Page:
The elegant writing style of novelist Jane Austen may have been the work of her editor, an academic has claimed.
Professor Kathryn Sutherland of Oxford University reached her conclusion while studying 1,100 original handwritten pages of Austen's unpublished writings.
The manuscripts, she states, feature blots, crossing outs and "a powerful counter-grammatical way of writing".
She adds: "The polished punctuation and epigrammatic style we see in Emma and Persuasion is simply not there."
Professor Sutherland of the Faculty of English Language and Literature claims her findings refute the notion of Austen as "a perfect stylist".
It suggests, she continues, that someone else was "heavily involved" in the editing process.
She believes that person to be William Gifford, an editor who worked for Austen's publisher John Murray II. ...
Professor Sutherland, an Austen authority, said studying her unpublished manuscripts gave her "a more intimate appreciation" of the author's talents.
The manuscripts, she went on, "reveal Austen to be an experimental and innovative writer, constantly trying new things."
They also show her "to be even better at writing dialogue and conversation than the edited style of her published novels suggest." ...
via BBC News - Jane Austen's style might not be hers, academic claims.
Here are the opening lines of Pride and Prejudice, which Austen started writing in 1796, available free to read on line.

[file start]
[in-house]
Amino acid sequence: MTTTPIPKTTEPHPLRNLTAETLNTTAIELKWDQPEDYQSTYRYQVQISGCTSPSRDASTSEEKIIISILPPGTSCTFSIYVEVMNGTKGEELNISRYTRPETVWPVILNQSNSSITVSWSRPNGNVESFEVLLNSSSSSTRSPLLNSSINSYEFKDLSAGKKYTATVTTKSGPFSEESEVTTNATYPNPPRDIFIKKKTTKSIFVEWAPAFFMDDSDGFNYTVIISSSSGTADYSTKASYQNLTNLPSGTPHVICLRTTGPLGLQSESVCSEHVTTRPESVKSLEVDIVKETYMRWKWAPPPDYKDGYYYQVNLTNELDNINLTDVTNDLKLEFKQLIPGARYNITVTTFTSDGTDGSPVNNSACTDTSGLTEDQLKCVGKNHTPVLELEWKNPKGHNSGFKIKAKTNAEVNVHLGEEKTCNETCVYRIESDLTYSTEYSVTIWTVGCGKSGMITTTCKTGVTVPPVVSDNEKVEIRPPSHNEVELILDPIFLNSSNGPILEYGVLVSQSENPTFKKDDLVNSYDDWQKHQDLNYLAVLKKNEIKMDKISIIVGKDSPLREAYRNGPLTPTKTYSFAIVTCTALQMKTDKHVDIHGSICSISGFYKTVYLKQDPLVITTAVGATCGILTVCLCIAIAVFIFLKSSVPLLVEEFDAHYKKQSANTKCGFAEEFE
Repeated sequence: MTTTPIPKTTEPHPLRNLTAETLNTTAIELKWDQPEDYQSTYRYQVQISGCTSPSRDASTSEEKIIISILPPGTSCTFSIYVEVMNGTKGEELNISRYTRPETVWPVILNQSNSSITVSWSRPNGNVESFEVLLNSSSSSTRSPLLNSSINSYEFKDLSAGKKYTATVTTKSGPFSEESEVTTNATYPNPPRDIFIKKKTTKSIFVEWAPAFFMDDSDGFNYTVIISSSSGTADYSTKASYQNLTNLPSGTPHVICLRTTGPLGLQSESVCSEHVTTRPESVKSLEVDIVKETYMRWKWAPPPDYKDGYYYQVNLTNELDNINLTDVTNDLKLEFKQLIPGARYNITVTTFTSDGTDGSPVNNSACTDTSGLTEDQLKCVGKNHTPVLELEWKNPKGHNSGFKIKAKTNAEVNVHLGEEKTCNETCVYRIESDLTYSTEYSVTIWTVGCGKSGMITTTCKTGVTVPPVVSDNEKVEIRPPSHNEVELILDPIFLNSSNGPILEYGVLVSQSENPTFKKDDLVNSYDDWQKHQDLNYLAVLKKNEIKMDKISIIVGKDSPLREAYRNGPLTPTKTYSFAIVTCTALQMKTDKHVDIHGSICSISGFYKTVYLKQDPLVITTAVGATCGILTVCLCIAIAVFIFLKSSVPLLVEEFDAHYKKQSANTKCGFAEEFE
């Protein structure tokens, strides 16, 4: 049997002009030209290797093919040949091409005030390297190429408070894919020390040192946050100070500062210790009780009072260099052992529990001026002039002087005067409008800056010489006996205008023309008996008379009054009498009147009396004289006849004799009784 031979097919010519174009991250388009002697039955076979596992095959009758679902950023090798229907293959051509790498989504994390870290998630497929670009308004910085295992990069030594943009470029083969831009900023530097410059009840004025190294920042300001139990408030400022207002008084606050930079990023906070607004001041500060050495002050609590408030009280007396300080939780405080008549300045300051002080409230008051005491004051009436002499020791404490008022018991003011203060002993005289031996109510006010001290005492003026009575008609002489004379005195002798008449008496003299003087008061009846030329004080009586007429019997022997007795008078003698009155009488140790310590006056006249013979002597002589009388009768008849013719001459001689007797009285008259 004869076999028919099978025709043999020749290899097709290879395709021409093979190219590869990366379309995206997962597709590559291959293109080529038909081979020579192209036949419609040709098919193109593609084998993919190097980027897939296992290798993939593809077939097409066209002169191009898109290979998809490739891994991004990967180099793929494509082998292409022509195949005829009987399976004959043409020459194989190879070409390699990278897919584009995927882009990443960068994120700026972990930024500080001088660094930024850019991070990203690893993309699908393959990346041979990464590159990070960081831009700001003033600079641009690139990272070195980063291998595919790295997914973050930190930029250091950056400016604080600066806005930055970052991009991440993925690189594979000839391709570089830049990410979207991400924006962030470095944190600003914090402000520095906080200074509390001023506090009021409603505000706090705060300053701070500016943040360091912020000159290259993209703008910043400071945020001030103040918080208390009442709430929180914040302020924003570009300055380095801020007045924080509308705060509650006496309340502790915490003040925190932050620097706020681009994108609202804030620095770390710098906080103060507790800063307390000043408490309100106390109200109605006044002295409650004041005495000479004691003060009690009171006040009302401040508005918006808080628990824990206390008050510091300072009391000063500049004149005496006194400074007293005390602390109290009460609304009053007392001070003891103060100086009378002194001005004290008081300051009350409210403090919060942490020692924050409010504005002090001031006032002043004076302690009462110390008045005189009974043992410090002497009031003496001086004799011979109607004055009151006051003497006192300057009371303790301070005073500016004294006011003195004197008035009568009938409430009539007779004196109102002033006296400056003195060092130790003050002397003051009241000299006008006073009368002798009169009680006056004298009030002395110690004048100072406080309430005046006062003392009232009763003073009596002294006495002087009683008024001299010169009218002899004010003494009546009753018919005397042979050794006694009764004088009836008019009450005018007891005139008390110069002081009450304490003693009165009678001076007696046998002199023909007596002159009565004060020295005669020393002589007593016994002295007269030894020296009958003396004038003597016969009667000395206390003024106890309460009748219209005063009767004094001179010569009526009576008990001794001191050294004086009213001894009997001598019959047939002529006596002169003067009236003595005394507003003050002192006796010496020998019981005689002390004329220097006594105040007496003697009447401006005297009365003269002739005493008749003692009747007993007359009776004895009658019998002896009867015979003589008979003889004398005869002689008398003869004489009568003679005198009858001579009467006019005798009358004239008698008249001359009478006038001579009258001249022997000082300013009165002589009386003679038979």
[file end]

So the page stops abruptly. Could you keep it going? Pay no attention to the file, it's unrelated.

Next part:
Pride and Prejudice
by Jane Austen
It is a truth universally acknowledged, that a single man in possession of a good fortune, must be in want of a wife.
As a single man in possession of a good fortune who has never been married, I'd point out that fewer people are getting married these days (Oct 2006 statistics):
Married couples, whose numbers have been declining for decades as a proportion of American households, have finally slipped into a minority, according to an analysis of new census figures by The New York Times.
The American Community Survey, released this month by the Census Bureau, found that 49.7 percent, or 55.2 million, of the nation’s 111.1 million households in 2005 were made up of married couples — with and without children — just shy of a majority and down from more than 52 percent five years earlier.
The numbers by no means suggests marriage is dead or necessarily that a tipping point has been reached. The total number of married couples is higher than ever, and most Americans eventually marry. But marriage has been facing more competition. A growing number of adults are spending more of their lives single or living unmarried with partners, and the potential social and economic implications are profound.
The number of married couples continues to fall, slowly. The survey for 2009 shows that 49.1 percent of households are married.
I joke that I am "the illegible bachelor" because I'm hard to read. I like having a girlfriend, but I've never met a woman who really "gets" me (pun on being single intended).
There are about 20 million single women in the USA in my age range right now according to CensusScope. Add these filters, however: An IQ in the top 2% of country, musically gifted, emotionally stable, financially responsible, healthy, attractive, hot body, not religious, philosophical, interested in science and politics, loves learning, into science fiction, somewhat geeky and awkward ... and madly in love with me... add those filters and my marriage prospects are down to ... a certain number of compromises.
Nevertheless, I'm a life-long believer in the pursuit of happiness, a diurnal optimist.